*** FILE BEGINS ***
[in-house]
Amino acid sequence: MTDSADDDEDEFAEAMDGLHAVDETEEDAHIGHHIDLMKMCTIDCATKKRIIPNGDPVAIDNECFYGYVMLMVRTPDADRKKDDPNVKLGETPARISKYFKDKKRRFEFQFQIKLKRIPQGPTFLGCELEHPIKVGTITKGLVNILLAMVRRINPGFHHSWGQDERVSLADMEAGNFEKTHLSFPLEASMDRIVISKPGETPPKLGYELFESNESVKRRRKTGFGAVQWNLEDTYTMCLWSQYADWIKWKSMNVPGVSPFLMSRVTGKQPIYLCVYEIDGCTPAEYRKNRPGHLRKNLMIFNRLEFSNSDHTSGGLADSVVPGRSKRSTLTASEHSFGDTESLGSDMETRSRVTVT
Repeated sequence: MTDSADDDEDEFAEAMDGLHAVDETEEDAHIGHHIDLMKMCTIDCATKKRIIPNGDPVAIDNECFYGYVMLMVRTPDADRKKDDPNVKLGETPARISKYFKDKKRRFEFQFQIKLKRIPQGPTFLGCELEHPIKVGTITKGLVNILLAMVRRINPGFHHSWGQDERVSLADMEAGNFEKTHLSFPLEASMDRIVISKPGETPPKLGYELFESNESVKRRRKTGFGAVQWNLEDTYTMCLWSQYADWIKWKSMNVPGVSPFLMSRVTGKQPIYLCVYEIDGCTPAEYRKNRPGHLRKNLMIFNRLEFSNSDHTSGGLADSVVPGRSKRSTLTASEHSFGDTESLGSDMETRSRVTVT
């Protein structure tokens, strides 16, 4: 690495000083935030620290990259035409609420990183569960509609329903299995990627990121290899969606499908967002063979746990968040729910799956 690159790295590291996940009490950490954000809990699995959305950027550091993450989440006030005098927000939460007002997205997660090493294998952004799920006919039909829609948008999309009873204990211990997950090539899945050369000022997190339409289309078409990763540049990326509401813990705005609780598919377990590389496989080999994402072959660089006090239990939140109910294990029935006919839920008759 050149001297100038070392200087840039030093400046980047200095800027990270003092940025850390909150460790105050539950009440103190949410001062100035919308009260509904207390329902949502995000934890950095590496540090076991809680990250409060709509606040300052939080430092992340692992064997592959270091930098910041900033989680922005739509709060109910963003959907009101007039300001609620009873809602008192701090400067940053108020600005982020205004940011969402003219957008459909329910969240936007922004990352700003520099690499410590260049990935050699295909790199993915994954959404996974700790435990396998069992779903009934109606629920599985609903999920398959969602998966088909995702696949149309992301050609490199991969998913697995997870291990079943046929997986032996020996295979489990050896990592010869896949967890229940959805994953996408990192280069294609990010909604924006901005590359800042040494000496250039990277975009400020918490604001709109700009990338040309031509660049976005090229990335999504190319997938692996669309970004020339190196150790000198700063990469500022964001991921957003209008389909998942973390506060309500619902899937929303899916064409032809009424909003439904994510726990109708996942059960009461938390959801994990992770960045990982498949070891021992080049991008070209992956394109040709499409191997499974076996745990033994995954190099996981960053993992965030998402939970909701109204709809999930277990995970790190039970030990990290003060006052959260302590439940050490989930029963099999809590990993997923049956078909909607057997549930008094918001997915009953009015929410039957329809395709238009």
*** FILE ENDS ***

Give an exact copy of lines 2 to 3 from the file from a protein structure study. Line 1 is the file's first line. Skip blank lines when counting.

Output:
Amino acid sequence: MTDSADDDEDEFAEAMDGLHAVDETEEDAHIGHHIDLMKMCTIDCATKKRIIPNGDPVAIDNECFYGYVMLMVRTPDADRKKDDPNVKLGETPARISKYFKDKKRRFEFQFQIKLKRIPQGPTFLGCELEHPIKVGTITKGLVNILLAMVRRINPGFHHSWGQDERVSLADMEAGNFEKTHLSFPLEASMDRIVISKPGETPPKLGYELFESNESVKRRRKTGFGAVQWNLEDTYTMCLWSQYADWIKWKSMNVPGVSPFLMSRVTGKQPIYLCVYEIDGCTPAEYRKNRPGHLRKNLMIFNRLEFSNSDHTSGGLADSVVPGRSKRSTLTASEHSFGDTESLGSDMETRSRVTVT
Repeated sequence: MTDSADDDEDEFAEAMDGLHAVDETEEDAHIGHHIDLMKMCTIDCATKKRIIPNGDPVAIDNECFYGYVMLMVRTPDADRKKDDPNVKLGETPARISKYFKDKKRRFEFQFQIKLKRIPQGPTFLGCELEHPIKVGTITKGLVNILLAMVRRINPGFHHSWGQDERVSLADMEAGNFEKTHLSFPLEASMDRIVISKPGETPPKLGYELFESNESVKRRRKTGFGAVQWNLEDTYTMCLWSQYADWIKWKSMNVPGVSPFLMSRVTGKQPIYLCVYEIDGCTPAEYRKNRPGHLRKNLMIFNRLEFSNSDHTSGGLADSVVPGRSKRSTLTASEHSFGDTESLGSDMETRSRVTVT